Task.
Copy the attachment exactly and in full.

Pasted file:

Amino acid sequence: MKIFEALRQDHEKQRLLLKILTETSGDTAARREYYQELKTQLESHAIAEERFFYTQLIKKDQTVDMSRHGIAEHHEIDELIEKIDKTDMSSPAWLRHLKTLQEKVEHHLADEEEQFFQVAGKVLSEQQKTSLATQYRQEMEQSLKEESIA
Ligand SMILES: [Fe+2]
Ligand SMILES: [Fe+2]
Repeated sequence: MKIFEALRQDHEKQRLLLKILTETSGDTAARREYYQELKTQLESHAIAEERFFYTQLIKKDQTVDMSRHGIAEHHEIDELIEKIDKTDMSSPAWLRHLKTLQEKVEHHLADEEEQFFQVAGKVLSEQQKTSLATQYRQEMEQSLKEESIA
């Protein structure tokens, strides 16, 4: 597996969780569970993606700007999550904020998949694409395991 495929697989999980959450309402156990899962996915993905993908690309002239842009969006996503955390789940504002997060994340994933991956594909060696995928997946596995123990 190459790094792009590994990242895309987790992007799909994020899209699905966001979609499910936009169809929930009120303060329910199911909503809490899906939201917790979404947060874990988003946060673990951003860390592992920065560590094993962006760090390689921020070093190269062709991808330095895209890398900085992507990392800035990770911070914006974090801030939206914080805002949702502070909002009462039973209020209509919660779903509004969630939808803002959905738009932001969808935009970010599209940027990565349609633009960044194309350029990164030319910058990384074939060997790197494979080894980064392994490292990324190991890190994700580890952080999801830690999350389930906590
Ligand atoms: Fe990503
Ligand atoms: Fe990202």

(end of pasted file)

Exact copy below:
Amino acid sequence: MKIFEALRQDHEKQRLLLKILTETSGDTAARREYYQELKTQLESHAIAEERFFYTQLIKKDQTVDMSRHGIAEHHEIDELIEKIDKTDMSSPAWLRHLKTLQEKVEHHLADEEEQFFQVAGKVLSEQQKTSLATQYRQEMEQSLKEESIA
Ligand SMILES: [Fe+2]
Ligand SMILES: [Fe+2]
Repeated sequence: MKIFEALRQDHEKQRLLLKILTETSGDTAARREYYQELKTQLESHAIAEERFFYTQLIKKDQTVDMSRHGIAEHHEIDELIEKIDKTDMSSPAWLRHLKTLQEKVEHHLADEEEQFFQVAGKVLSEQQKTSLATQYRQEMEQSLKEESIA
């Protein structure tokens, strides 16, 4: 597996969780569970993606700007999550904020998949694409395991 495929697989999980959450309402156990899962996915993905993908690309002239842009969006996503955390789940504002997060994340994933991956594909060696995928997946596995123990 190459790094792009590994990242895309987790992007799909994020899209699905966001979609499910936009169809929930009120303060329910199911909503809490899906939201917790979404947060874990988003946060673990951003860390592992920065560590094993962006760090390689921020070093190269062709991808330095895209890398900085992507990392800035990770911070914006974090801030939206914080805002949702502070909002009462039973209020209509919660779903509004969630939808803002959905738009932001969808935009970010599209940027990565349609633009960044194309350029990164030319910058990384074939060997790197494979080894980064392994490292990324190991890190994700580890952080999801830690999350389930906590
Ligand atoms: Fe990503
Ligand atoms: Fe990202």